# Thread: How to get the decimal part of a number...

1. ## How to get the decimal part of a number...

Say for example I have a double value like 237.3455. For some reason, I can't figure out how to just get the .3455 part of that number. I tried modding it by 1 (as this works for the Google calculator), but C++ doesn't like the left operand being a double for the modulus operator. Any other methods?

2. I'd say like

Code:
`thatNumber - (int) thatNumber`

3. Code:
```#include <stdio.h>
#include <math.h>

int main(void)
{
double integer, value = 237.3455, fraction = modf(value, &integer);
printf("value = %g, integer = %g, fraction = %g\n",
value, integer, fraction);
return 0;
}

/* my output
value = 237.345, integer = 237, fraction = 0.3455
*/```

4. double number=237.3455

if(number>=100 && number <=999)
double decimalPart=((number%100)%10)%1

else if
etc

5. ... and if the number is on the trillions you will have a lot of ifing to do there. I don't think so...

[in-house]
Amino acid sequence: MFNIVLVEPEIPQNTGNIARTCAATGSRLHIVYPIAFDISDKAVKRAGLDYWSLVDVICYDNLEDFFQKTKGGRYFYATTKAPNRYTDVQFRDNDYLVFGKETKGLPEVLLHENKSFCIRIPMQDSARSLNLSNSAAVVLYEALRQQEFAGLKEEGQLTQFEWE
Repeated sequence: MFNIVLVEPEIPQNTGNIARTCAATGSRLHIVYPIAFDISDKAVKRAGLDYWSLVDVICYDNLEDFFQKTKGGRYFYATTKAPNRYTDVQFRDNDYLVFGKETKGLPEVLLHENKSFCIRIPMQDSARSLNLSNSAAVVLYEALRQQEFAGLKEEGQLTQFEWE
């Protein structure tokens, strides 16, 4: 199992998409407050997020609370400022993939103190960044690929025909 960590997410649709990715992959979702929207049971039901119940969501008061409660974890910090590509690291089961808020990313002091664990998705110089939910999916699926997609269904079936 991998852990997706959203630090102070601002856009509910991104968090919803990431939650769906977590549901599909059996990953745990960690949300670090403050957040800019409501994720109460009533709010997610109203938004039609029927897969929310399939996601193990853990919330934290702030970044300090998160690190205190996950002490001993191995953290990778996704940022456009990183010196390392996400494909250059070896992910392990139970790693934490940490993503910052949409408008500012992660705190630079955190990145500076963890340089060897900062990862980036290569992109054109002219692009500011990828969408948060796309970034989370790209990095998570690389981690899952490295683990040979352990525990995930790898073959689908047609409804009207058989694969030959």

modf() is the perfect solution whereas Sinkula's is the most pretty. I would only remove the C style casting in favor of C++ way.

6. ## here is a good way

try this:

Code:
```float var1 = 123.456;

int tmp = (int)var1;

int var2 = var1 - tmp;

if ( var2 < 0 )
var2+1;     // cause the decimal part could be like 701 and
// it will change the  tmp to 124 instead of 123```

PS:
see this is what a real hacker does.... figures out a way of solving a problem that the others never thought off. dont misunderstand with cracker.

7. On the other hand, Dave's solution is both easily understood and faster than yours. The OP didn't say he wanted a hack solution.

8. // cause the decimal part could be like 701 and
... and an hacker double checks his logic. A cast to int doesn't round. It truncates. Your if statement is unecessary.

9. Originally Posted by wyvern
see this is what a real hacker does.... figures out a way of solving a problem that the others never thought off.
Try posting something correct that solves the problem before bragging about it.

10. By the way, just the final nail on the coffin. I'm sure you don't mind, Wyvern. After all an hacker loves to learn new things too... It always produces 0 as the result.

11. Of course it does. After all, it's just Tonto's method, and then converting the decimal part gained to an int, thus guaranteeing 0 as the result. (Oh, and "var2+1" does nothing on its own. You need to assign the result.)

12. AN EXPLOSION DOESNT HAPPEN CUZ GOD WANTS, IT HAPPENS WHEN A SOMETHING "EXPLODES